Land Investment Monthly - June 2022

Published on Jun 1, 2022 by Steve Bruere

Photo Credit: David Joles, Start Tribune-File


Farmland Values Setting Records

As commodity prices continued their upward trajectory over the last 18 months, land prices have followed suit.

In the East Central Iowa area, which includes Clinton and Jackson counties, values rose 10.2% from September to March, according to the annual Land Trends and Values Survey report recently released by the Iowa Chapter of Realtor’s Land Institute. 

And while farm ground auctions in Clinton and Jackson counties have brought some of the highest prices per acre in years, local real estate professionals said rising interest rates will put the brakes on slightly. 

“Things are up, but if you look at the state as a whole, values are starting to level off a little bit. Interest rates are starting to creep up,” said Alan McNeil, a sales representative with the DeWitt office of Peoples Company, a national brokerage. Read More


Chicago Fed: Midwest Farm Values Jump 23% Year-Over-Year to Start 2022

Farmland values across the Midwest continued a recent streak of sharp year-over-year gains, jumping 23% in the first quarter of 2022 compared to last year in the Federal Reserve Bank’s Seventh District.

“Even after being adjusted for inflation with the Personal Consumption Expenditures Price Index (PCEPI), the year-over-year gain in District farmland values for the first quarter of 2022 was higher than that for any quarter since the first one of 2012,” the report stated.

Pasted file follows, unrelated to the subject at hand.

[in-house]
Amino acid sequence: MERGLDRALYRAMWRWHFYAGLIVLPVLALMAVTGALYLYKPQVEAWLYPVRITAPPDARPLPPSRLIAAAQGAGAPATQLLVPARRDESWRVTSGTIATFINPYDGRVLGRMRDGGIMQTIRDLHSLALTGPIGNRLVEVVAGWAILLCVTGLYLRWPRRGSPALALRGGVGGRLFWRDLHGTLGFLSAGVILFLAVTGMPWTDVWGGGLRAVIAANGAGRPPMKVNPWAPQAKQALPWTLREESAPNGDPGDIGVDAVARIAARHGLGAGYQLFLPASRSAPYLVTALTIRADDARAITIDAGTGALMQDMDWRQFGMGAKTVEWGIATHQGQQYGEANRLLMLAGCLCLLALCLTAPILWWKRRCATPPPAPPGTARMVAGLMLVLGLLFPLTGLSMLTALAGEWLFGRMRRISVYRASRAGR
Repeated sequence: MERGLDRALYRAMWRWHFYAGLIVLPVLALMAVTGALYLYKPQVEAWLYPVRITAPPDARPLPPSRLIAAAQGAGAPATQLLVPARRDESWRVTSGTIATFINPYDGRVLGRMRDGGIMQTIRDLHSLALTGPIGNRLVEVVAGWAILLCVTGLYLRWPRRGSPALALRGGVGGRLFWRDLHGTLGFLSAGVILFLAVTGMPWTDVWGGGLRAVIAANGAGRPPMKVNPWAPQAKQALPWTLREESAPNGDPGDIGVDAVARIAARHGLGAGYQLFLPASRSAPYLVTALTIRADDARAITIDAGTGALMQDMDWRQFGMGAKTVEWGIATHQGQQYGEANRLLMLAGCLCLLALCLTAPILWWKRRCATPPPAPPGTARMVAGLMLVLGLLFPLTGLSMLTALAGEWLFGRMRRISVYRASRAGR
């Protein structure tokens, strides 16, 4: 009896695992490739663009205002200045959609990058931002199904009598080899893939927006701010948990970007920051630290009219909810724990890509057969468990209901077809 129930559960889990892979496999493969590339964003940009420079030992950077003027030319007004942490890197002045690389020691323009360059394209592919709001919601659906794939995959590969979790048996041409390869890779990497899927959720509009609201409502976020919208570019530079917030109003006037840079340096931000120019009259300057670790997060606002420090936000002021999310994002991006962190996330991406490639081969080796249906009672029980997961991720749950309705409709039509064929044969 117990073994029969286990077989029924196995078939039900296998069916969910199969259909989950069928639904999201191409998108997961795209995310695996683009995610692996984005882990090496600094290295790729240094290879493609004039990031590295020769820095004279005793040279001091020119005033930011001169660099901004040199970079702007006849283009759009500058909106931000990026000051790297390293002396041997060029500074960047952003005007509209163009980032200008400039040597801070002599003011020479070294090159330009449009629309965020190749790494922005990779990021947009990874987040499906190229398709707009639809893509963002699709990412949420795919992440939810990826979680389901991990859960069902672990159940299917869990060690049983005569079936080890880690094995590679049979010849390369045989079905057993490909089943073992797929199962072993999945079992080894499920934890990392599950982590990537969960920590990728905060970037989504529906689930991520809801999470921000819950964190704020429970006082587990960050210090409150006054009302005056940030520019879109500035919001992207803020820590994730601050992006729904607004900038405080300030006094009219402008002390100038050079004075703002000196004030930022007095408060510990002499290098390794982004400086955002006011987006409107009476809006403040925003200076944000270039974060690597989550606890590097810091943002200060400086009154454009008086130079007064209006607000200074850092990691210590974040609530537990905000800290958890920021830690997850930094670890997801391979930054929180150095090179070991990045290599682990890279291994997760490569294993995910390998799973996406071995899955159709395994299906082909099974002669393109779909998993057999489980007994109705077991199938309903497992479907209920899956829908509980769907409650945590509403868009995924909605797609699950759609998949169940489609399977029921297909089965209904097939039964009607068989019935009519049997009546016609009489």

Annual cash rental rates have also risen in 2022, up about 4% after being adjusted for inflation. According to the report, this was just the second increase in cash rents since 2013. Despite the increase, the index of real cash rental rates was still 35% lower than in 2013. Read More


Diesel’s 100% Surge and Scarcity Deny Farmers Their ‘Lifeblood’

Farmers from Iowa to Ukraine are grappling with surging diesel prices and an unsteady supply, forcing them to spend unprecedented sums on fuel in a chaotic market and raising concerns about the autumn harvest. 

In the US, where corn and soybean producers are rushing to sow after rains and cold temperatures forced delays, filling a tractor tank daily now costs some farmers $1,000, twice what it was a year ago. And the most intensive part of the farming season is still ahead. 

“We’ve never experienced this level of price increase for farm diesel fuel,” said Iowa farmer Chris Edgington, president of the National Corn Growers Association. Cost per gallon has climbed to $4.70 from $2.20 a year ago, he said. Read More


Farm Income Remains Strong Despite Inflation, Says Minneapolis Fed

An April survey of 54 banks found that 87% have seen an increase in farm incomes during the first quarter, said the Minneapolis Fed's regional outreach director, Joe Mahon, on Tuesday. The survey measured credit conditions in the January-March period across five states, including Minnesota, the Dakotas, Montana and northwest Wisconsin.

The news continues a strong financial streak, with Minnesota farmers posting near-record profits last year with median income of $166,000, according to the University of Minnesota Extension.

Farmers often temper enthusiasm about recent soaring corn and soybeans prices by noting any benefit is partly offset by the cost to get those crops in the ground.

"We did get a lot of comments about the increasing cost of business, of fertilizer, of fuel," said Mahon.

But, the analyst said, the high prices farmers can fetch for their row crops are "outpacing those input costs a bit, and that's leading to those higher incomes." Read More